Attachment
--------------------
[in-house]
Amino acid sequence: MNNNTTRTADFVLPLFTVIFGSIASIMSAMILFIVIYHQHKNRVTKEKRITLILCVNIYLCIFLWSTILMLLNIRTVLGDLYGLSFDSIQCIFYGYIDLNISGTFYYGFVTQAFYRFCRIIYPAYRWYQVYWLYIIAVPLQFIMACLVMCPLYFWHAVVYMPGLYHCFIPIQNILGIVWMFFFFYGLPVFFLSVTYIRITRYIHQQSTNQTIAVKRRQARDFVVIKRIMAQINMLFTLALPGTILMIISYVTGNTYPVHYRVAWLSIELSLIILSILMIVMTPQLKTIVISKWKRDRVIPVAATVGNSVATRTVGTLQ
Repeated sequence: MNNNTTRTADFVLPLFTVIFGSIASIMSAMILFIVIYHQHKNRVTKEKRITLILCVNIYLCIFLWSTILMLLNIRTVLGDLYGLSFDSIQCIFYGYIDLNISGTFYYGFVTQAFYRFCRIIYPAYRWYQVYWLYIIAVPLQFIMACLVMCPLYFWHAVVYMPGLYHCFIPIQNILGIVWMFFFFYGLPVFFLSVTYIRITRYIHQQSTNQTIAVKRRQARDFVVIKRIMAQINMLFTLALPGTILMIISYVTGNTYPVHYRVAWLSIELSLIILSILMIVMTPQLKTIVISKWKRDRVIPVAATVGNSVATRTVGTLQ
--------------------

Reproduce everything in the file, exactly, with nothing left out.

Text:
[in-house]
Amino acid sequence: MNNNTTRTADFVLPLFTVIFGSIASIMSAMILFIVIYHQHKNRVTKEKRITLILCVNIYLCIFLWSTILMLLNIRTVLGDLYGLSFDSIQCIFYGYIDLNISGTFYYGFVTQAFYRFCRIIYPAYRWYQVYWLYIIAVPLQFIMACLVMCPLYFWHAVVYMPGLYHCFIPIQNILGIVWMFFFFYGLPVFFLSVTYIRITRYIHQQSTNQTIAVKRRQARDFVVIKRIMAQINMLFTLALPGTILMIISYVTGNTYPVHYRVAWLSIELSLIILSILMIVMTPQLKTIVISKWKRDRVIPVAATVGNSVATRTVGTLQ
Repeated sequence: MNNNTTRTADFVLPLFTVIFGSIASIMSAMILFIVIYHQHKNRVTKEKRITLILCVNIYLCIFLWSTILMLLNIRTVLGDLYGLSFDSIQCIFYGYIDLNISGTFYYGFVTQAFYRFCRIIYPAYRWYQVYWLYIIAVPLQFIMACLVMCPLYFWHAVVYMPGLYHCFIPIQNILGIVWMFFFFYGLPVFFLSVTYIRITRYIHQQSTNQTIAVKRRQARDFVVIKRIMAQINMLFTLALPGTILMIISYVTGNTYPVHYRVAWLSIELSLIILSILMIVMTPQLKTIVISKWKRDRVIPVAATVGNSVATRTVGTLQ